One of the most frequent questions I get from operators is, “What VR attraction should I buy?”
When I started writing about virtual reality in 2015, my skepticism was rooted in the last two VR waves I rode. In 1992 I helped launch Virtuality, building VR and laser tag arenas in malls across the US in the mid-’90s. Then in 1999, I helped launch Global VR, to greater success. Both of those waves were rogue waves; one big wave that broke on shore and the energy receded back out to sea.
This third wave, as I’ve called it, is more like a set of waves. When a good swell comes into a surf beach, typically created by a storm thousands of miles away, the first waves are few and far between. Then as the swell fills in, the waves stack up all the way to the horizon. We call these “sets.” It’s a magical thing to see as a surfer, but can be intimidating. Will I be able to paddle out through all of that energy? Will I catch the right wave, or will I paddle into something that’s beyond my skill level? What if I get caught out there and my leash breaks? If you let those thoughts get in your head, you’re likely to just sit on the beach watching the other surfers catch all the waves. Which is cool, by the way. I have had memorable days on the beach at San Onofre, drinking a cold beer and watching better surfers than me demonstrating their well-honed skill.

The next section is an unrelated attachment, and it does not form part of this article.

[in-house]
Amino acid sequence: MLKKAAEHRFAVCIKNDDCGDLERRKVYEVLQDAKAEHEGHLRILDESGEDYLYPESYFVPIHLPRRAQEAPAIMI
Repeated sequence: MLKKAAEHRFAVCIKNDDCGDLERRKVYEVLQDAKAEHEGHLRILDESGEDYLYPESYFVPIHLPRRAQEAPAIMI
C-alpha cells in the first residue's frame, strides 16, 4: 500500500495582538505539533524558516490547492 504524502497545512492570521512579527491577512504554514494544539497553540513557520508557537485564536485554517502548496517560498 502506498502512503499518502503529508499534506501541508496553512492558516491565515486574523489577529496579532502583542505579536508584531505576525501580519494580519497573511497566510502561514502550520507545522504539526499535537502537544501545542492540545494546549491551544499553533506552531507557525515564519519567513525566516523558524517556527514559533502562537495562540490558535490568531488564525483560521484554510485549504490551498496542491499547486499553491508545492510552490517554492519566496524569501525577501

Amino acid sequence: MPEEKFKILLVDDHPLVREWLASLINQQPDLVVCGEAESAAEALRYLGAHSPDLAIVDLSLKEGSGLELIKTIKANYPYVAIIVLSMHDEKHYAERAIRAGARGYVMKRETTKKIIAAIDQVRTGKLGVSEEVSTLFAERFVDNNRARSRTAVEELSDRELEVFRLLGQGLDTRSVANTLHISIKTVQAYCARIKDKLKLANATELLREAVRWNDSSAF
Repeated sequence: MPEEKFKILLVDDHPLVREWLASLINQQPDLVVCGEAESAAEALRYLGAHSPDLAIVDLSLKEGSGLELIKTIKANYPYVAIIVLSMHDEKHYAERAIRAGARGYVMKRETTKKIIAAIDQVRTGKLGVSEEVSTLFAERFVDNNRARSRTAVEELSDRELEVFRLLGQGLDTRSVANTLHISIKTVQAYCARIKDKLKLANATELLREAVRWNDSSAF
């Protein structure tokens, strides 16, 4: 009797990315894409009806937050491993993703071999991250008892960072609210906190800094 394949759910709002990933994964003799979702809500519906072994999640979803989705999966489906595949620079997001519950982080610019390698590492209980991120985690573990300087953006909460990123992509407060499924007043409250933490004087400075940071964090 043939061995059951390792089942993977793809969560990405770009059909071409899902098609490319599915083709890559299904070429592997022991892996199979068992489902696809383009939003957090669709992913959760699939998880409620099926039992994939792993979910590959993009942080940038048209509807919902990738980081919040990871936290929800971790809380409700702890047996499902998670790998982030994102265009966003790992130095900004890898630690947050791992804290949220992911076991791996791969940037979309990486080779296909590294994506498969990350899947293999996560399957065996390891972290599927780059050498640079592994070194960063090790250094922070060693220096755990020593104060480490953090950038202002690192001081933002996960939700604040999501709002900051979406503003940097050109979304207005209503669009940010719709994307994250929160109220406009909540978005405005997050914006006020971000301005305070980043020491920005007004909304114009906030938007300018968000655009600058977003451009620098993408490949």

For the amusement operator, this third wave (or maybe I should call it the third swell), is stacking up. At IAAPA in 2015, we saw the first energy in the water. By 2016 the swell filled in, most notably when Zero Latency unveiled their free-roam arena at Main Event at Pointe Orlando. In 2017 there were a lot of waves, but few were surfable. Most were half-baked, poorly executed, and hardly deserving of your money. When I talked to my friend Frank Cosentino, SVP of arcade game manufacturer NAMCO, we challenged each other to see who go try the most VR before succumbed to motion sickness. The notable exception that year was Hologate, which was unveiled by Creative Works, the longtime laser tag arena supplier.